For those who hurt and suffer, there are people who care genuinely – reach out, don’t go it alone. There are people who will listen.

National Suicide Prevention Lifeline – 1-800-273-8255

Text CONNECT to 741741 from anywhere in the USA, anytime, about any type of crisis.

Where Christ is Crucified Again

Religious institutionalism and exploitative consumerism turn Christ’s suffering, crucifixion and death into a historical artifact to be dusted off once a year.  Artifacts are convenient ways to ignore a disturbing truth.

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Christ’s suffering, death and victory on the cross are not only to be remembered as past tense, but are a present reality. Jesus’ death in the action of the Lord’s Table is a commanded practice, a remembrance, a proclamation of his victory (1 Cor. 11:26), a communion of a present reality between heaven and earth (1 Cor. 10:16), and a foretaste of his coming again in glory (1 Cor. 11:26).

Yet, Christ may be crucified again as the writer of Hebrews mentions (6:6).

Where is Christ crucified again?

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In the denial of his own people of his saving atonement or in the abandonment of their covenant with him when they substitute earthly powers for his Lordship whether out of fear or political or worldly expediency or their own self-righteousness for his blood bought gift.

He is also crucified again in the sufferings of his people who face rejection, loss, threats, beatings, prison or death whether in Iran, India or China.

He is also crucified again in the suffering of countless and nameless people all over the world who are flogged, tortured, kept behind bars, denied justice and voice to defend themselves as he was in the name of national security or the war on drugs or terror whether in Guatemala or Guantanamo.

In the prayers of the desperate and abandoned, and the singing of his saints, his cry of forsakenness and abandonment (Mt. 27:46) and his declaration of victory (John 19:30) have not been silenced.

Forbidden Observances

PuritanChristmasBan

“Merry Christmas” has become the rallying cry of the jingoism of the (t)Rump pseudo-nationalistic ideology. However, Christmas has not always been popular even among Christians. In 1647, the Puritan-led English Parliament banned the celebration of Christmas, replacing it with a day of fasting and considering it “a popish festival with no biblical justification”, and “a time of wasteful and immoral behavior.” On May 11, 1659, the Massachusetts Bay Colony legislature officially banned Christmas and gave anyone found celebrating it a fine of five shillings

“For preventing disorders arising in several places within this jurisdiction, by reason of some still observing such festivals as were superstitiously kept in other countries, to the great dishonor of God & offense of others, it is therefore ordered … that whosoever shall be found observing any such day as Christmas or the like, either by for-bearing of labor, feasting, or any other way, upon any such account as aforesaid, every such person so offending shall pay for every such offense five shillings, as a fine to the county.”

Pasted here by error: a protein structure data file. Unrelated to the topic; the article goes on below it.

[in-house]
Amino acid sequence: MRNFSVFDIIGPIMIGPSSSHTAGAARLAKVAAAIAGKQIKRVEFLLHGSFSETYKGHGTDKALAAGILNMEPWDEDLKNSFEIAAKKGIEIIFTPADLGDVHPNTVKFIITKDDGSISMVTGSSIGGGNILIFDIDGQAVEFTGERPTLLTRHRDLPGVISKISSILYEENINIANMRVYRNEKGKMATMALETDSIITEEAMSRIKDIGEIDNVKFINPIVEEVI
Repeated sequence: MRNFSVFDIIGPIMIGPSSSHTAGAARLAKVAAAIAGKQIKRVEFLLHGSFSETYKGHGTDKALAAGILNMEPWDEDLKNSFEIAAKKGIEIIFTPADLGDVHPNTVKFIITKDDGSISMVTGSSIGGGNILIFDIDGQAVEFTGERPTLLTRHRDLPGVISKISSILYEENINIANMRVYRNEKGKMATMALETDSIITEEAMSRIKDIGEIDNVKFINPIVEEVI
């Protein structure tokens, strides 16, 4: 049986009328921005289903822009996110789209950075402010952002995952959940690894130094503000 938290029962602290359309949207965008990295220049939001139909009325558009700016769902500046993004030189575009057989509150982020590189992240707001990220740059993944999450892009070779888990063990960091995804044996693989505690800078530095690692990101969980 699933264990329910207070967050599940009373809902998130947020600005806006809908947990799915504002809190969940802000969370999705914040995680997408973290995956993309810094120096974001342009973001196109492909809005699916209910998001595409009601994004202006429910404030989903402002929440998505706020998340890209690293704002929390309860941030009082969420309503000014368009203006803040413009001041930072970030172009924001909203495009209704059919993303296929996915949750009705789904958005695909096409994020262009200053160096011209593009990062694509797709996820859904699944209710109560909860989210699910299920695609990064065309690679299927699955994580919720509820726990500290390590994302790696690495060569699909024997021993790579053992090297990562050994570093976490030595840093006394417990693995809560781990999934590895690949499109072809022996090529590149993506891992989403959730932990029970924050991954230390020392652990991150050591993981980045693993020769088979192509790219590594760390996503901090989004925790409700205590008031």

Cotton Mather, New England’s most influential religious leader, told his flock in 1712 that “the feast of Christ’s nativity is spent in reveling, dicing, carding, masking, and in all licentious liberty…by mad mirth, by long eating, by hard drinking, by lewd gaming, by rude reveling!”

Most Western churches mark Dec. 25 for the liturgical celebration of Christ’s birth though the date is historically unreliable and most likely inaccurate. Many Eastern Orthodox churches mark the incarnation on Epiphany typically the first Sunday in January. Some, who are in the Puritan tradition make no big deal about it. Roman 14:5 tells us “one person considers one day more sacred than another; another considers every day alike. Each of them should be fully convinced in their own mind.” That seems like a wise policy that spares making “much ado about nothing.” Sadly, Trump’s hijacking and distortion of the day to celebrate the wonder of the incarnation is far more damaging than any supposed “war on Christmas.” Slogans may pump up the crowds but it’s not the faith the church has confessed in the words “for us men and for our salvation he came down from heaven, and by the Holy Spirit was incarnate of the Virgin Mary, and became man.”

So then, either way, have a Merry Christmas, an incredible Incarnation, an effulgent Epiphany, and Happy Hanukkah or for any neo-pagans, a Super Saturnalia!

Christos Anesti!

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How does Christ’s resurrection benefit us?

First, by his resurrection he has overcome death, so that he could make us share in the righteousness which he had obtained for us by his death.

Second, by his power we too are raised up to a new life.

Third, Christ’s resurrection is to us a sure pledge of our glorious resurrection.

Heidelberg Catechism, 45